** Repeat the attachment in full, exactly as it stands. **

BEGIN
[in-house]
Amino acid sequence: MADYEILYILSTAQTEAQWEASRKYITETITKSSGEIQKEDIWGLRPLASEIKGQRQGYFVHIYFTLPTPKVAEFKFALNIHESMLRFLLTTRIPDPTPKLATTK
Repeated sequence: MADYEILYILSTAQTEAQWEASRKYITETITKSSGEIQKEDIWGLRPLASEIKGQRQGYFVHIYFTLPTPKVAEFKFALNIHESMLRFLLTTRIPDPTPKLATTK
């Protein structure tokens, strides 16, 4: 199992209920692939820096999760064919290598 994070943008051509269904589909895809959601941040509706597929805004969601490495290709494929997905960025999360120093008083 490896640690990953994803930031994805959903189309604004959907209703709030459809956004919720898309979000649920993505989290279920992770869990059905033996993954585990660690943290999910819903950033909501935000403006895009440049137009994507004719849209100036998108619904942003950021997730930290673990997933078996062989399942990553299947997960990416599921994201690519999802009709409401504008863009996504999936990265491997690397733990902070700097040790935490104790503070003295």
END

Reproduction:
[in-house]
Amino acid sequence: MADYEILYILSTAQTEAQWEASRKYITETITKSSGEIQKEDIWGLRPLASEIKGQRQGYFVHIYFTLPTPKVAEFKFALNIHESMLRFLLTTRIPDPTPKLATTK
Repeated sequence: MADYEILYILSTAQTEAQWEASRKYITETITKSSGEIQKEDIWGLRPLASEIKGQRQGYFVHIYFTLPTPKVAEFKFALNIHESMLRFLLTTRIPDPTPKLATTK
């Protein structure tokens, strides 16, 4: 199992209920692939820096999760064919290598 994070943008051509269904589909895809959601941040509706597929805004969601490495290709494929997905960025999360120093008083 490896640690990953994803930031994805959903189309604004959907209703709030459809956004919720898309979000649920993505989290279920992770869990059905033996993954585990660690943290999910819903950033909501935000403006895009440049137009994507004719849209100036998108619904942003950021997730930290673990997933078996062989399942990553299947997960990416599921994201690519999802009709409401504008863009996504999936990265491997690397733990902070700097040790935490104790503070003295």